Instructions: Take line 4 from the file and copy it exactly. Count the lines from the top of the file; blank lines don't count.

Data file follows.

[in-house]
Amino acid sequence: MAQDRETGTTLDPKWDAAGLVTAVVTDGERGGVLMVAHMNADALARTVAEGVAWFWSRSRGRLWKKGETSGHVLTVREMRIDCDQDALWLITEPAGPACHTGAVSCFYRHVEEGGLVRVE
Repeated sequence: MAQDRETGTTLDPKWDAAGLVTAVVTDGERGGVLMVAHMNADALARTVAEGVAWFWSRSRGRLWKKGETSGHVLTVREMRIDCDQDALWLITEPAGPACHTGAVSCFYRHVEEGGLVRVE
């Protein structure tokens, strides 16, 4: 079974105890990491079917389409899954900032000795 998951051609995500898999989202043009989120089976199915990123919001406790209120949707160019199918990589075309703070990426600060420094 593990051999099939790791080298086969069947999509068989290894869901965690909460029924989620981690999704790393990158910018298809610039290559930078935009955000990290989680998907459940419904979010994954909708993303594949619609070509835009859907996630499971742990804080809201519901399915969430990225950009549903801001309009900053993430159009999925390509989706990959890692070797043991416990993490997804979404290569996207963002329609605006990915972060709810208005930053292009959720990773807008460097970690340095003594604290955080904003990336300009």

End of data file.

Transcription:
């Protein structure tokens, strides 16, 4: 079974105890990491079917389409899954900032000795 998951051609995500898999989202043009989120089976199915990123919001406790209120949707160019199918990589075309703070990426600060420094 593990051999099939790791080298086969069947999509068989290894869901965690909460029924989620981690999704790393990158910018298809610039290559930078935009955000990290989680998907459940419904979010994954909708993303594949619609070509835009859907996630499971742990804080809201519901399915969430990225950009549903801001309009900053993430159009999925390509989706990959890692070797043991416990993490997804979404290569996207963002329609605006990915972060709810208005930053292009959720990773807008460097970690340095003594604290955080904003990336300009």